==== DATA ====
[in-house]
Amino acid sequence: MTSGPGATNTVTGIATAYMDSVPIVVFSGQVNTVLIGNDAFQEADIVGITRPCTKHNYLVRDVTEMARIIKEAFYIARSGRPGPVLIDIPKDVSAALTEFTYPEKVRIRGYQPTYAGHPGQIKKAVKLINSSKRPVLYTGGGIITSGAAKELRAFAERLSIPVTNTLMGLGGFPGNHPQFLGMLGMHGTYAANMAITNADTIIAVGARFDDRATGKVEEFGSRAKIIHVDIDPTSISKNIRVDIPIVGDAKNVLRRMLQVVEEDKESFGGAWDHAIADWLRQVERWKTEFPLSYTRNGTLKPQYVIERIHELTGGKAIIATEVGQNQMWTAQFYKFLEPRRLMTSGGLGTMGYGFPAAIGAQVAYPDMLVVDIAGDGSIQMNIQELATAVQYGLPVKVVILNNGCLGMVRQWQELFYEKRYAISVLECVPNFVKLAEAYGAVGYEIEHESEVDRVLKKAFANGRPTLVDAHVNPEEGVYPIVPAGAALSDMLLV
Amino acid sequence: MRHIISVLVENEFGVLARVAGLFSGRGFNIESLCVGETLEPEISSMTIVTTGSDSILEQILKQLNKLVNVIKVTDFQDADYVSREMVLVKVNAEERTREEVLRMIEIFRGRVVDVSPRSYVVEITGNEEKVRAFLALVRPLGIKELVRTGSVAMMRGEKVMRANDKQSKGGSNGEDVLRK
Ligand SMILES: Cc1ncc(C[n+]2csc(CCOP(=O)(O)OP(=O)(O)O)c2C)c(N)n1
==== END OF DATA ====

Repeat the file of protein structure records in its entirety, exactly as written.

[in-house]
Amino acid sequence: MTSGPGATNTVTGIATAYMDSVPIVVFSGQVNTVLIGNDAFQEADIVGITRPCTKHNYLVRDVTEMARIIKEAFYIARSGRPGPVLIDIPKDVSAALTEFTYPEKVRIRGYQPTYAGHPGQIKKAVKLINSSKRPVLYTGGGIITSGAAKELRAFAERLSIPVTNTLMGLGGFPGNHPQFLGMLGMHGTYAANMAITNADTIIAVGARFDDRATGKVEEFGSRAKIIHVDIDPTSISKNIRVDIPIVGDAKNVLRRMLQVVEEDKESFGGAWDHAIADWLRQVERWKTEFPLSYTRNGTLKPQYVIERIHELTGGKAIIATEVGQNQMWTAQFYKFLEPRRLMTSGGLGTMGYGFPAAIGAQVAYPDMLVVDIAGDGSIQMNIQELATAVQYGLPVKVVILNNGCLGMVRQWQELFYEKRYAISVLECVPNFVKLAEAYGAVGYEIEHESEVDRVLKKAFANGRPTLVDAHVNPEEGVYPIVPAGAALSDMLLV
Amino acid sequence: MRHIISVLVENEFGVLARVAGLFSGRGFNIESLCVGETLEPEISSMTIVTTGSDSILEQILKQLNKLVNVIKVTDFQDADYVSREMVLVKVNAEERTREEVLRMIEIFRGRVVDVSPRSYVVEITGNEEKVRAFLALVRPLGIKELVRTGSVAMMRGEKVMRANDKQSKGGSNGEDVLRK
Ligand SMILES: Cc1ncc(C[n+]2csc(CCOP(=O)(O)OP(=O)(O)O)c2C)c(N)n1